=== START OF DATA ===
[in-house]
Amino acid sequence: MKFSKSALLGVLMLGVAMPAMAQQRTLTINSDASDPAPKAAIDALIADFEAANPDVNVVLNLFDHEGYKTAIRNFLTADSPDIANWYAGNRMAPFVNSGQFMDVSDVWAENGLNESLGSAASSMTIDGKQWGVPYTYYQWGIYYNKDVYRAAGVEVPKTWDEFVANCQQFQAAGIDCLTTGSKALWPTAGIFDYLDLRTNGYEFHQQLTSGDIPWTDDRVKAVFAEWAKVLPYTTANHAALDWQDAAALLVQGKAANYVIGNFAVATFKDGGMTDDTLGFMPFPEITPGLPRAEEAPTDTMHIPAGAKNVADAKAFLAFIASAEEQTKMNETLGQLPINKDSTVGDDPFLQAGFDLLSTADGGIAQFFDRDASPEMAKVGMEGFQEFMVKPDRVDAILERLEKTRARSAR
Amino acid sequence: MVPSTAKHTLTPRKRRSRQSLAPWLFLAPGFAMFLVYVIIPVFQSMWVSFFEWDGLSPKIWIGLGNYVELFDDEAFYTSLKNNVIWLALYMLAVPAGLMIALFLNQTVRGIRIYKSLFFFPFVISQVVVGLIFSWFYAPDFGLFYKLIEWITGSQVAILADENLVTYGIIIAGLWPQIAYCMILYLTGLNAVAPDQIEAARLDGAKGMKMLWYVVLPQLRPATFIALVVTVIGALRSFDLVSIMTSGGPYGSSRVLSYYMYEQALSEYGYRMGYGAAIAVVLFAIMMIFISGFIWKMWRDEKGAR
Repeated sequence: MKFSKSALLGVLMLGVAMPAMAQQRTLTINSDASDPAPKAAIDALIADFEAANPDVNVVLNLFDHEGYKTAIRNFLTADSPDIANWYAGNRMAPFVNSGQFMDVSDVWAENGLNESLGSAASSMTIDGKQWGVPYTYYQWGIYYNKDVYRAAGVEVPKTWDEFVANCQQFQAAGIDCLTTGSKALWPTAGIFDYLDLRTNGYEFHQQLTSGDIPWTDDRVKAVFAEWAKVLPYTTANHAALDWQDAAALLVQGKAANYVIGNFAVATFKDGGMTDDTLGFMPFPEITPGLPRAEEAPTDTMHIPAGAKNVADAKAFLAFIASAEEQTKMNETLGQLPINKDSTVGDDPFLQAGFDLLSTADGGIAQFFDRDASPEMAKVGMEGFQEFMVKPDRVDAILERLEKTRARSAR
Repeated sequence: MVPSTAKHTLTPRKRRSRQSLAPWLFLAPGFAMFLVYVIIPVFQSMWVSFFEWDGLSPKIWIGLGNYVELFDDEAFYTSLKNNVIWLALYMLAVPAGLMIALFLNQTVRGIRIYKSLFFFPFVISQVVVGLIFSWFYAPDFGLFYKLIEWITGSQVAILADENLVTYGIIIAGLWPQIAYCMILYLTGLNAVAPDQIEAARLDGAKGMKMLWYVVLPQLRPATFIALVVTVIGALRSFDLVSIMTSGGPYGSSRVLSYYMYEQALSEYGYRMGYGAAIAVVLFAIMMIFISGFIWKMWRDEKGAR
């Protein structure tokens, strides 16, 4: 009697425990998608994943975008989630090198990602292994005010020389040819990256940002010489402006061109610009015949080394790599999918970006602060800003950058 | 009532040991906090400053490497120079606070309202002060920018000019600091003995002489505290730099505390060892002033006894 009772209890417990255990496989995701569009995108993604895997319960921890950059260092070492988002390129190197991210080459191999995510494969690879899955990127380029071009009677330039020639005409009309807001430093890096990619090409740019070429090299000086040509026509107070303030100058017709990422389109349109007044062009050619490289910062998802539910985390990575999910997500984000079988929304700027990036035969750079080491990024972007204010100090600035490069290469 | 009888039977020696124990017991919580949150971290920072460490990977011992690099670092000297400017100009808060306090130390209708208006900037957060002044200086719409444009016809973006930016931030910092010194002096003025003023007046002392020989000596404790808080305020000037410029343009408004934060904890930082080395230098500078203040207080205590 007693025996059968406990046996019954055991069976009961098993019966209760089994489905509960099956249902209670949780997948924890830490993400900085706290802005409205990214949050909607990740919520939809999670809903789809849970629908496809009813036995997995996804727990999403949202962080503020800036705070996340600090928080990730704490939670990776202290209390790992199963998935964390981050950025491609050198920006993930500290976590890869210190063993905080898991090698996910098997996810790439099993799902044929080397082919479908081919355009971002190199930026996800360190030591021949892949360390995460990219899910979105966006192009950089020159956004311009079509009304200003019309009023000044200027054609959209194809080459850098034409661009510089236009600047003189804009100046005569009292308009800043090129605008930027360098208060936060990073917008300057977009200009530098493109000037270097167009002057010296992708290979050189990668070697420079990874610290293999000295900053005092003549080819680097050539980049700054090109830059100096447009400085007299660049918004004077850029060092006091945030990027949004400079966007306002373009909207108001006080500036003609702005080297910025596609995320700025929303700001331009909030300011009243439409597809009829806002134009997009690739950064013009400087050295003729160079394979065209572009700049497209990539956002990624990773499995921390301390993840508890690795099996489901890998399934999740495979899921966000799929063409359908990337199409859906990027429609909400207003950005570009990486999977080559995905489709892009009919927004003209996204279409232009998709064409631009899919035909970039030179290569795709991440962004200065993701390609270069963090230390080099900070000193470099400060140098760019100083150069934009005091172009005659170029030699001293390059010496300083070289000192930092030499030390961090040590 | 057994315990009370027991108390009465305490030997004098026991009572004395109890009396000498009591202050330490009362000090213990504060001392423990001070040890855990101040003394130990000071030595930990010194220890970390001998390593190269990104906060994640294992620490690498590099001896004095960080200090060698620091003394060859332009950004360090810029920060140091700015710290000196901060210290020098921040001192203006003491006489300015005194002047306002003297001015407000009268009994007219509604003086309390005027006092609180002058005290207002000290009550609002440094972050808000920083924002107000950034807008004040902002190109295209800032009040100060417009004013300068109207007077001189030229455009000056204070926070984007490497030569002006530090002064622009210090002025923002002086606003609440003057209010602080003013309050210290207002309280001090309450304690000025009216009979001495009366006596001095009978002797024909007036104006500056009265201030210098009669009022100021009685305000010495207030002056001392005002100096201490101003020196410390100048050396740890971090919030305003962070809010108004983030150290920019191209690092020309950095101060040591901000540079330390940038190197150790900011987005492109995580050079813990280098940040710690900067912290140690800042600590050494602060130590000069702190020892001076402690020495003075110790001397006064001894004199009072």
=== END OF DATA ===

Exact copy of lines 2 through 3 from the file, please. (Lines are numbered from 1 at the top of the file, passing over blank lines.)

Amino acid sequence: MKFSKSALLGVLMLGVAMPAMAQQRTLTINSDASDPAPKAAIDALIADFEAANPDVNVVLNLFDHEGYKTAIRNFLTADSPDIANWYAGNRMAPFVNSGQFMDVSDVWAENGLNESLGSAASSMTIDGKQWGVPYTYYQWGIYYNKDVYRAAGVEVPKTWDEFVANCQQFQAAGIDCLTTGSKALWPTAGIFDYLDLRTNGYEFHQQLTSGDIPWTDDRVKAVFAEWAKVLPYTTANHAALDWQDAAALLVQGKAANYVIGNFAVATFKDGGMTDDTLGFMPFPEITPGLPRAEEAPTDTMHIPAGAKNVADAKAFLAFIASAEEQTKMNETLGQLPINKDSTVGDDPFLQAGFDLLSTADGGIAQFFDRDASPEMAKVGMEGFQEFMVKPDRVDAILERLEKTRARSAR
Amino acid sequence: MVPSTAKHTLTPRKRRSRQSLAPWLFLAPGFAMFLVYVIIPVFQSMWVSFFEWDGLSPKIWIGLGNYVELFDDEAFYTSLKNNVIWLALYMLAVPAGLMIALFLNQTVRGIRIYKSLFFFPFVISQVVVGLIFSWFYAPDFGLFYKLIEWITGSQVAILADENLVTYGIIIAGLWPQIAYCMILYLTGLNAVAPDQIEAARLDGAKGMKMLWYVVLPQLRPATFIALVVTVIGALRSFDLVSIMTSGGPYGSSRVLSYYMYEQALSEYGYRMGYGAAIAVVLFAIMMIFISGFIWKMWRDEKGAR